Public libraries are magical places
Libraries are magical places.
They’re basically free bookstores where you can borrow the material, “consume” it and then return the product.
My aunt was a librarian for many years and my mother worked at a library for a few years, too. I have a handful of very clear memories of my early childhood, toddler age.
One of those is sitting in a closet in the Burnsville Public Library in North Mississippi where my mother worked. I can still see vividly photos of butterflies in the book I held. I’m told my older brother and I walked the few blocks to the library while Dad was working on the car. When Dad went inside to check on us and discovered us gone, he called Mom, who ratted us out. I guess she thought Dad let us go in the library while he was out front, knowing she’d see us right away.
The closet came into play when my brother realized Dad was coming after us and we might be better off if we hid. But as I grew older, the library was not just a place of clandestine perusing of butterfly photos.
During long summer days, Aunt Jane would let us sit in the Corinth Library’s meeting room and watch reel-to-reel films on a battered screen. Sometimes we even had popcorn.
It was in the library that I first encountered books of elaborate adventures, horrifying monsters, fantastical battles and stories that caused me to think long and hard about them.
I’m pretty sure there were books of immature jokes in there, too.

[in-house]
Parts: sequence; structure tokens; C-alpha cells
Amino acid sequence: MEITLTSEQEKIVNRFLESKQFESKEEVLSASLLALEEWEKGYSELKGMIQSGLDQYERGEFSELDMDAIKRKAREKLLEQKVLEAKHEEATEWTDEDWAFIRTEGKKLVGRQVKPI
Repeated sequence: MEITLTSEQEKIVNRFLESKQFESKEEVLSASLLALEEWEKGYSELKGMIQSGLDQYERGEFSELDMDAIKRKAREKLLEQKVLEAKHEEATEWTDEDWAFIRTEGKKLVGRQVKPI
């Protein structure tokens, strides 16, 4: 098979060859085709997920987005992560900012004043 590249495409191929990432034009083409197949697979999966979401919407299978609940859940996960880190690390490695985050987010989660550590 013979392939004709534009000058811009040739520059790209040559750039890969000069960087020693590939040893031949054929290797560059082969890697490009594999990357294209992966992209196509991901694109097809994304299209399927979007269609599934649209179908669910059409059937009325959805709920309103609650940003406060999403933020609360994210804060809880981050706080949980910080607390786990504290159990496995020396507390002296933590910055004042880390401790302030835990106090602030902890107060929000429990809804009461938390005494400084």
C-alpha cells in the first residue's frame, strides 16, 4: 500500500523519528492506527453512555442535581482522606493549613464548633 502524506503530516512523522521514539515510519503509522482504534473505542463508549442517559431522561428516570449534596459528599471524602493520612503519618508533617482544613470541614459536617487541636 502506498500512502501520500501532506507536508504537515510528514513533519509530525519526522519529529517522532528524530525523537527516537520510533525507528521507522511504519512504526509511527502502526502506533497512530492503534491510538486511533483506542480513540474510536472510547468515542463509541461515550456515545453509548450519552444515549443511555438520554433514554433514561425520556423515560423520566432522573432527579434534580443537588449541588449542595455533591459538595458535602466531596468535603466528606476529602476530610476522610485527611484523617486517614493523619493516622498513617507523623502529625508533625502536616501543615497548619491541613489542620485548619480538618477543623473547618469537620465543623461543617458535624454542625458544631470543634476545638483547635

My siblings and I started reading early and we read often. Mom and Dad challenged us to read books that were above our reading levels. We had guidelines for what we could check out from the library. I could borrow as many as I liked that were categorized as in reading levels above whatever I’d been tested at.
So I felt free to explore worlds that were not available to younger readers. I sat among the stacks of adult fiction and read stories of cowboys and early American settlers. I camped out in the biographies and read about the lives of stars of the silver screen, presidents and inventors. I have spent countless hours in the public libraries of every place I’ve lived or visited for any length of time.
Libraries hold treasures that you can take up in your hands and enjoy. I have hundreds of books on reading apps on my phone. I have purchased and read more than a few thousand books in physical print form and I have borrowed, read and returned to a library just as many.
There’s just something about holding a book, flipping the pages, feeling the paper, smelling the aroma that only paper, board and binders glue produces.
Any city or county with a public library is blessed.
I tell you, it’s magical.
And sometimes there’s popcorn.
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